Open Access
Open Peer Review

This article has Open Peer Review reports available.

How does Open Peer Review work?

Intimate partner violence and use of reproductive health services among married women: evidence from a national Bangladeshi sample

  • Mosiur Rahman1,
  • Keiko Nakamura1Email author,
  • Kaoruko Seino1 and
  • Masashi Kizuki2
BMC Public Health201212:913

DOI: 10.1186/1471-2458-12-913

Received: 24 July 2012

Accepted: 17 October 2012

Published: 29 October 2012

Abstract

Background

Data from a statewide survey in India and clinic-based studies in developed settings have previously suggested an association between maternal physical intimate partner violence (IPV) experiences and the low use of antenatal care (ANC). This study aimed to explore the association between maternal experiences of physical and sexual IPV and the use of reproductive health care services, using a large nationally representative data set from Bangladesh.

Methods

This paper used data from the 2007 Bangladesh Demographic Health Survey. The analyses were based on the responses of 2001currently married women living with at least one child younger than 5 years. Exposure was determined from maternal reports of physical and sexual IPV. The utilization of ANC according to amount and type of provider and utilization of delivery assistance according to provider type were used as proxy outcome variables for reproductive health care utilization. Descriptive statistics and multivariate logistic regression analysis used in the study.

Results

Approximately two out of four (48.2%) respondents had experienced physical IPV. Maternal experience of physical IPV was associated with low use of receiving sufficient ANC (adjusted odds ratio [AOR] 0.69; 95% confidence interval [CI] 0.49–0.96), lower likelihood of receiving ANC (AOR 0.69; 95% CI 0.53–0.89), and assisted deliveries from skilled provider (AOR 0.54; 95% CI 0.37–0.78). Women who had been sexually abused were significantly less likely to have visited a skilled ANC and delivery care provider. Furthermore, severity of physical IPV appeared to have more profound consequences on the outcome measured.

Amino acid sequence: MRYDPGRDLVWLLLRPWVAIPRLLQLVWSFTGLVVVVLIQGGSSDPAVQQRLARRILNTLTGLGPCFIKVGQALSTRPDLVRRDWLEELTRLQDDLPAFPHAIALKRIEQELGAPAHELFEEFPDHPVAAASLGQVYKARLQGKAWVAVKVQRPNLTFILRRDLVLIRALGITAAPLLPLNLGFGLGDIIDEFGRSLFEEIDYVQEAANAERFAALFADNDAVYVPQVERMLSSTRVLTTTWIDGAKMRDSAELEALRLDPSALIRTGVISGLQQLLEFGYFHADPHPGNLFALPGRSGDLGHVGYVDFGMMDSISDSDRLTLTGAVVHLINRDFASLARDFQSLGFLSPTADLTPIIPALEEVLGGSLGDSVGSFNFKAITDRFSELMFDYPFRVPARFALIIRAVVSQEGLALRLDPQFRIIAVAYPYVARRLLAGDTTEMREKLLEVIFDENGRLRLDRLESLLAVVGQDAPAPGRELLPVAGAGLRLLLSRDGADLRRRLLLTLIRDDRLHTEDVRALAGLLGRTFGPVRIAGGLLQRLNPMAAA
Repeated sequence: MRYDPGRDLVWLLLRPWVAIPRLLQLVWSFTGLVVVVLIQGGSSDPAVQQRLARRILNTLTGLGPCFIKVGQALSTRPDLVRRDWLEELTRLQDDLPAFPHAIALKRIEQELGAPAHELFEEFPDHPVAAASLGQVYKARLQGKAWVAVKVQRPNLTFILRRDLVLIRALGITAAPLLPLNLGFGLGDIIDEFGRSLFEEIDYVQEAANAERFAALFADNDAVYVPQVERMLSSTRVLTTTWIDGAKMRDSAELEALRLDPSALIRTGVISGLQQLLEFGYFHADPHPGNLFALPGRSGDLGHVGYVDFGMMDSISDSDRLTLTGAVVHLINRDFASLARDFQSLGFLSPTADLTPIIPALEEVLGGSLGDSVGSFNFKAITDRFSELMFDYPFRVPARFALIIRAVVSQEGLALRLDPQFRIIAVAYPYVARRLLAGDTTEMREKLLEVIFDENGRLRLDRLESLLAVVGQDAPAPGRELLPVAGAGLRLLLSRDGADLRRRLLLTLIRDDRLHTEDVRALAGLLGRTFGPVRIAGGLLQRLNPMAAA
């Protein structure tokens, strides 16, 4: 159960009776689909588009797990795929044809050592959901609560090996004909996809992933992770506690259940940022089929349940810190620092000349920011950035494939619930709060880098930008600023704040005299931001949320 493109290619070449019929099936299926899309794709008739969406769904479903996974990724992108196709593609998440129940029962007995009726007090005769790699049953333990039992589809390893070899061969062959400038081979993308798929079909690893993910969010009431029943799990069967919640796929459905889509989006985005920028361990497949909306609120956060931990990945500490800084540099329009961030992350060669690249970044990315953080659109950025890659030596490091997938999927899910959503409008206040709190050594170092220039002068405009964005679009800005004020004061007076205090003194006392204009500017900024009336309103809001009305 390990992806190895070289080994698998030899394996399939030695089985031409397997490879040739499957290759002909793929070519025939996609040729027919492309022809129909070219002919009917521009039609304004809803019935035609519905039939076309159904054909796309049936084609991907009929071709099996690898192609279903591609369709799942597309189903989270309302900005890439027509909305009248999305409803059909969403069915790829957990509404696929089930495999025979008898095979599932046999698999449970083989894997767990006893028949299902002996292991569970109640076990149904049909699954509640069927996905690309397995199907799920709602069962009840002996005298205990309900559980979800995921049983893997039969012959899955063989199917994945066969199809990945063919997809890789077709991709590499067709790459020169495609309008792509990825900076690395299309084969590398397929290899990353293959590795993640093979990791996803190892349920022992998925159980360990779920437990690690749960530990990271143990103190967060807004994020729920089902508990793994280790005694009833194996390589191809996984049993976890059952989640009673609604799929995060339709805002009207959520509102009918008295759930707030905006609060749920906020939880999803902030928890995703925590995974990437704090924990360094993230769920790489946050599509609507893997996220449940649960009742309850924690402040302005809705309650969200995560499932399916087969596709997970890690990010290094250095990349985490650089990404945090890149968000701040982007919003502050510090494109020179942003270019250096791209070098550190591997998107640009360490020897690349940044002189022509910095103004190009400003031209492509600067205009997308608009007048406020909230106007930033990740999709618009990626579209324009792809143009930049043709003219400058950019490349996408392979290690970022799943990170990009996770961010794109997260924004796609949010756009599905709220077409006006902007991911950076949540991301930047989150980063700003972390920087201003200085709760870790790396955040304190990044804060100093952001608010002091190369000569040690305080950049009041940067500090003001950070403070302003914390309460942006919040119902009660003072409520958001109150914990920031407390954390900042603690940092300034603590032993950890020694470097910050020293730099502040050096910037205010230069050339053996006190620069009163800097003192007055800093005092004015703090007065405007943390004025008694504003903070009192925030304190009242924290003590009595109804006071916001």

Conclusions

The association between exposure to IPV and use of reproductive health care services suggests that partner violence plays a significant role in lower utilization of reproductive health services among women in Bangladesh. Our findings suggest that, in addition to a wide range of socio-demographic factors, preventing maternal physical and sexual IPV need to be considered as an important psychosocial determinates for the higher utilization of reproductive health care services in Bangladesh.

Keywords

Antenatal care Delivery assistance Medical professional Intimate partner violence Bangladesh

Background

There has been substantial progress over the past decade in reducing maternal mortality. However, Bangladesh continues to have one of the highest rates. In 2007, maternal mortality ratio (MMR) in Bangladesh was 348 per 100,000 live births contributing to an estimated 3% of the global burden [1]. Despite the wide recognition that two major factors contributing to high maternal mortality are the low use of antenatal care (ANC) and assisted deliveries by non-medically trained personnel [25], the proportion of women receiving ANC and assisted deliveries by medically trained personnel (MTP) in Bangladesh remains low. In Bangladesh, 44% of women received no ANC in 2007, and of those who received ANC, only a little more than a quarter completed the minimum of four ANC visits for each pregnancy [6] as recommended by World Health Organization (WHO), to detect health problems associated with pregnancy. The proportion of births attended by medically trained personnel was only about 24.4% [6].